Interior opens Alaskan waters to Shell
WASHINGTON, D.C. – Today, the Department of the Interior issued a Record of Decision affirming Lease Sale 193 in the Chukchi Sea in Northwest Alaska. The federal government unlawfully sold the oil and gas lease to oil companies, including Shell, in 2008 when it underestimated the risks of a large oil spill. The revised analysis found a 75 percent chance that one or more large oil spills could occur and that many species of marine wildlife would face substantial injury and mortality in the face of an oil spill. Despite these risks, the entire Chukchi Sea Program Area is now open for oil and gas development, and the Department of the Interior plans to open an official review of Shell’s drilling plans for this summer.
Friends of the Earth Climate Campaigner Marissa Knodel issued the following response:
It is unconscionable that the federal government is willing to risk the health and safety of the people and wildlife that live near and within the Chukchi Sea for Shell’s reckless pursuit of oil. Shell’s dismal record of safety violations and accidents, coupled with the inability to clean up or contain an oil spill in the remote, dangerous Arctic waters, equals a disaster waiting to happen. Alaska, beware: with a 75 percent chance of a large oil spill and a 100 percent chance of environmental degradation from drilling-related activities, today’s decision foreshadows dark days to come for the state warming twice as fast as the rest of the nation.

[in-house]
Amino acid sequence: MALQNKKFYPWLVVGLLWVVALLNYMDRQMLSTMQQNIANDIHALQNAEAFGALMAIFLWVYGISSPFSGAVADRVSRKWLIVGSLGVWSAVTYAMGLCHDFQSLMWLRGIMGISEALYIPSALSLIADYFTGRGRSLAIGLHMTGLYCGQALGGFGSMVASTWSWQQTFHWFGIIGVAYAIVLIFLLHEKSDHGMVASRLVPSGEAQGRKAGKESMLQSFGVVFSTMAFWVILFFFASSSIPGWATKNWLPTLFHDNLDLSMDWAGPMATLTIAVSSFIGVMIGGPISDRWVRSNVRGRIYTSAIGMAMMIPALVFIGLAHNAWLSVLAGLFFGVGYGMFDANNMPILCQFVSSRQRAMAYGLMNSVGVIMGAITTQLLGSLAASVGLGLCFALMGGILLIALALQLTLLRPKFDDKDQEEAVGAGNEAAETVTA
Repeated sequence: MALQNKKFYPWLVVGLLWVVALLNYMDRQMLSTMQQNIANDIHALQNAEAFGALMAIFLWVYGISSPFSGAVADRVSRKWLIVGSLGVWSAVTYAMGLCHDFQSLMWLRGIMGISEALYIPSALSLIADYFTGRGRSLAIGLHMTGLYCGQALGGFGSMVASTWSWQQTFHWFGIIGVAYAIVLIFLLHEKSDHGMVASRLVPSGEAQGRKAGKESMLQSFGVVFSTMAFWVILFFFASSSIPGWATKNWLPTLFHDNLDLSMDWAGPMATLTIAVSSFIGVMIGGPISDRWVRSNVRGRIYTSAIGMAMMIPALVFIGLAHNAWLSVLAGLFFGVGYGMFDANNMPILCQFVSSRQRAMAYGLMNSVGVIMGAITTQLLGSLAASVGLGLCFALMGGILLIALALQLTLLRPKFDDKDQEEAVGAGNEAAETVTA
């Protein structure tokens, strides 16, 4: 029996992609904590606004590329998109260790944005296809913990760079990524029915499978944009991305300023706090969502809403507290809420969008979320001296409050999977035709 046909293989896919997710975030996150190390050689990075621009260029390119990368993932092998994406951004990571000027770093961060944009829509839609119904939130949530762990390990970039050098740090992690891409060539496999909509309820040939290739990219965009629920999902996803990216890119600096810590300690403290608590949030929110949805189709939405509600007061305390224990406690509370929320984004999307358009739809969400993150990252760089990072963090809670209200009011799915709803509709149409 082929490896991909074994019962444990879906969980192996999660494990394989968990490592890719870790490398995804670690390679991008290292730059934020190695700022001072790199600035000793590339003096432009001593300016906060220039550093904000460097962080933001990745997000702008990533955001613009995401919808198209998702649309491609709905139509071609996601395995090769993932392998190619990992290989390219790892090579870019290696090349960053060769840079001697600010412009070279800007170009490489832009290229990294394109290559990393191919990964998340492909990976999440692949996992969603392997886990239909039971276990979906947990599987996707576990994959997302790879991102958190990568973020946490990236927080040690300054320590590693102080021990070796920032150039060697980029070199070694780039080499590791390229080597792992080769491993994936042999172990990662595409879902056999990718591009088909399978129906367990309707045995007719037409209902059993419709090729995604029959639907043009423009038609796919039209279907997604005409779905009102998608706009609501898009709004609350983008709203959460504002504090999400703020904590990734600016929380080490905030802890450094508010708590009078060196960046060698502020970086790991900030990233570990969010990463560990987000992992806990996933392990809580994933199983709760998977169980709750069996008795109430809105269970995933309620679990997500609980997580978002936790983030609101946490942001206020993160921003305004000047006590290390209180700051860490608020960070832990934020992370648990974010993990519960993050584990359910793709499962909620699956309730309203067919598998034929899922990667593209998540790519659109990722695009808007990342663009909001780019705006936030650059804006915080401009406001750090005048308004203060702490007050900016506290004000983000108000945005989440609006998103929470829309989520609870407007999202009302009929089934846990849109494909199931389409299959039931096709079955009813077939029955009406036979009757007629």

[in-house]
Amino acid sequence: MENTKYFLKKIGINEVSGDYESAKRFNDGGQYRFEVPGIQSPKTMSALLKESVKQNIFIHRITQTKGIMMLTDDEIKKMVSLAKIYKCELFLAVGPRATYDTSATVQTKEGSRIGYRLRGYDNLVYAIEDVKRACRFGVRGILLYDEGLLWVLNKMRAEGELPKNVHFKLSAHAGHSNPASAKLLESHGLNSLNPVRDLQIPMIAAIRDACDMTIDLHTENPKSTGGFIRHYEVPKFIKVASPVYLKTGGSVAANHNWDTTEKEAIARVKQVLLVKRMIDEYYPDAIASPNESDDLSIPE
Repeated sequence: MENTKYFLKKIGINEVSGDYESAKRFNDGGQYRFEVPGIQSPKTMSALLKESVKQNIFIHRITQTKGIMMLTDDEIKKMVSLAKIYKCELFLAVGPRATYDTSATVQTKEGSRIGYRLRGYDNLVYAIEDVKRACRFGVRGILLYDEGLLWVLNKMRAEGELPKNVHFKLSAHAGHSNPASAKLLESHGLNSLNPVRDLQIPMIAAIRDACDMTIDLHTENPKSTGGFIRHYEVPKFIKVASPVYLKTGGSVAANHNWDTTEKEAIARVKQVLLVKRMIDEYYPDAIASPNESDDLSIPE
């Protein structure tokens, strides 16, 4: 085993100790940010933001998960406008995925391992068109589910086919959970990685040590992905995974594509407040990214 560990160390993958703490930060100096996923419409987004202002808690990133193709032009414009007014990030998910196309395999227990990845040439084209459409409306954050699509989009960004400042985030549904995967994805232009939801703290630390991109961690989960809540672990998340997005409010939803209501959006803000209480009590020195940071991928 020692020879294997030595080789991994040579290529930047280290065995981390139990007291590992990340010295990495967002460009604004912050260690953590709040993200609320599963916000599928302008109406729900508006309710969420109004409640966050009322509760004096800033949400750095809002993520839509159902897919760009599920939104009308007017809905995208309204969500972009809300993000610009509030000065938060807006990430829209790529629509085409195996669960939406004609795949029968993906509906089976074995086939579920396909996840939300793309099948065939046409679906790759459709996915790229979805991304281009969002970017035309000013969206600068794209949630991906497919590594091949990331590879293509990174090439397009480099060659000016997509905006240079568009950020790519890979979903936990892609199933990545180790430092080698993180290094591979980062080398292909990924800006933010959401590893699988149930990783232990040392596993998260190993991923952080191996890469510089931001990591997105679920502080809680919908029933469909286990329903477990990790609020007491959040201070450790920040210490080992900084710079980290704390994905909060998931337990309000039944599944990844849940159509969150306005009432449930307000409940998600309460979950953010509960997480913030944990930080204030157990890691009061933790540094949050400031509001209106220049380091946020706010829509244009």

From unlawfully auctioning Lease Sale 193 in the first place, to its rushed and flawed environmental analysis that ignored hundreds of thousands of public comments, the Department of the Interior appears hell-bent on sacrificing the Arctic Ocean to Big Oil’s greed. The federal government should be ashamed: the American public deserve a safe and healthy Arctic environment for present and future generations to enjoy, not a toxic legacy.
Expert contact: Marissa Knodel, (202) 222-0724, [email protected]
Communications contact: Kate Colwell, (202) 222-0744, [email protected]